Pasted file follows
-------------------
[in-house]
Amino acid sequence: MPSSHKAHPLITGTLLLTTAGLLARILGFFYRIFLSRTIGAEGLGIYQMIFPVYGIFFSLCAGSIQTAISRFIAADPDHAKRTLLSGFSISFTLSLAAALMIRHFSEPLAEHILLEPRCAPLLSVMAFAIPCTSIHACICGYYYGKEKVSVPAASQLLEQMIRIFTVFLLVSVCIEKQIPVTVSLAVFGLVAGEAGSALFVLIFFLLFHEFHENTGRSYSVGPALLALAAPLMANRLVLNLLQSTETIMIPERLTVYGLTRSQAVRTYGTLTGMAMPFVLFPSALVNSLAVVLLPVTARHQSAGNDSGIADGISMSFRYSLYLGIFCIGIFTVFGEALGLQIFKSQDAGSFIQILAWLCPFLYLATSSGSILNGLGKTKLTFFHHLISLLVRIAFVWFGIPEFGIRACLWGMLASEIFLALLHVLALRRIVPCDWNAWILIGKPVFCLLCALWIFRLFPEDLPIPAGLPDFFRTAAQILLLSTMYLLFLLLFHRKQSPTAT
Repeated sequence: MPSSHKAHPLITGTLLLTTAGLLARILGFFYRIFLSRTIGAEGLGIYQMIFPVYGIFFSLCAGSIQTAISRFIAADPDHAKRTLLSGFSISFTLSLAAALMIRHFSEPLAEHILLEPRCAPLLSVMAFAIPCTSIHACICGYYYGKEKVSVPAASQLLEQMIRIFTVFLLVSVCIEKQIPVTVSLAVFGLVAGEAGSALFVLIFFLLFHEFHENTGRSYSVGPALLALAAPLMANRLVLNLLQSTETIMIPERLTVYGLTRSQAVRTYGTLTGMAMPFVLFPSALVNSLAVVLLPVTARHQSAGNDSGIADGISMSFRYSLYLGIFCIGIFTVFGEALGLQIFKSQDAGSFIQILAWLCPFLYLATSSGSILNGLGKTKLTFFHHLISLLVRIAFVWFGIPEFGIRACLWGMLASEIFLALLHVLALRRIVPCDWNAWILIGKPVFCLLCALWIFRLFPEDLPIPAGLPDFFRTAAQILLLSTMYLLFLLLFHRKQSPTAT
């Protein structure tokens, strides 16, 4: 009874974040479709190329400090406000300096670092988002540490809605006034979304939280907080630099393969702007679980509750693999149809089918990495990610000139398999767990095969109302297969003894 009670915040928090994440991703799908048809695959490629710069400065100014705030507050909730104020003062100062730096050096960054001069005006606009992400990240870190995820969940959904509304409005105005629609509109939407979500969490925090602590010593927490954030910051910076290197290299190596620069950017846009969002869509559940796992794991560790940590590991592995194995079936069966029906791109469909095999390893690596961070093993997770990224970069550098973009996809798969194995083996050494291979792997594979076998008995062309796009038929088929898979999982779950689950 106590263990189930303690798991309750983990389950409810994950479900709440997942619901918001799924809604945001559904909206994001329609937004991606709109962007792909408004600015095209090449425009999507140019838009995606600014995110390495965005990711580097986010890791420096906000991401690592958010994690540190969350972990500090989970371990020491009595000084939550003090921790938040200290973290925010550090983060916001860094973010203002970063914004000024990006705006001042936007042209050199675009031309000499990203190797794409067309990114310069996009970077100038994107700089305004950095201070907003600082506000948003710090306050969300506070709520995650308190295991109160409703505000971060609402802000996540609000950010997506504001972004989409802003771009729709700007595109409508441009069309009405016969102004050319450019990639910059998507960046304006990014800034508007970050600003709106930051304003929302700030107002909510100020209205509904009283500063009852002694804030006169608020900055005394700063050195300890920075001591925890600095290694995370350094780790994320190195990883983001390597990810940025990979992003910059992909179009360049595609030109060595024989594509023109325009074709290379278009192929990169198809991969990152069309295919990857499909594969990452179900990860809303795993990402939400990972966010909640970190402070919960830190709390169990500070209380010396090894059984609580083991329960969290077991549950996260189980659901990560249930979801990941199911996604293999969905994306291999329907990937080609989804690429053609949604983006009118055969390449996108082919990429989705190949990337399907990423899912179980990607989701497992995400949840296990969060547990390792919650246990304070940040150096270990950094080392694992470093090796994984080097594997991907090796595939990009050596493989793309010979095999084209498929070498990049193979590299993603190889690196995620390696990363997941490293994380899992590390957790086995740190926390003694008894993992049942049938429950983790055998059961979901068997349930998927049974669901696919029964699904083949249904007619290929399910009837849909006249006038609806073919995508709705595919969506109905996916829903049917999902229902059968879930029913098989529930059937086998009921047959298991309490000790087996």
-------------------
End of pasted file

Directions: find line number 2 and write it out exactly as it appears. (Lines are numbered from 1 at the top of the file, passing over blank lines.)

Amino acid sequence: MPSSHKAHPLITGTLLLTTAGLLARILGFFYRIFLSRTIGAEGLGIYQMIFPVYGIFFSLCAGSIQTAISRFIAADPDHAKRTLLSGFSISFTLSLAAALMIRHFSEPLAEHILLEPRCAPLLSVMAFAIPCTSIHACICGYYYGKEKVSVPAASQLLEQMIRIFTVFLLVSVCIEKQIPVTVSLAVFGLVAGEAGSALFVLIFFLLFHEFHENTGRSYSVGPALLALAAPLMANRLVLNLLQSTETIMIPERLTVYGLTRSQAVRTYGTLTGMAMPFVLFPSALVNSLAVVLLPVTARHQSAGNDSGIADGISMSFRYSLYLGIFCIGIFTVFGEALGLQIFKSQDAGSFIQILAWLCPFLYLATSSGSILNGLGKTKLTFFHHLISLLVRIAFVWFGIPEFGIRACLWGMLASEIFLALLHVLALRRIVPCDWNAWILIGKPVFCLLCALWIFRLFPEDLPIPAGLPDFFRTAAQILLLSTMYLLFLLLFHRKQSPTAT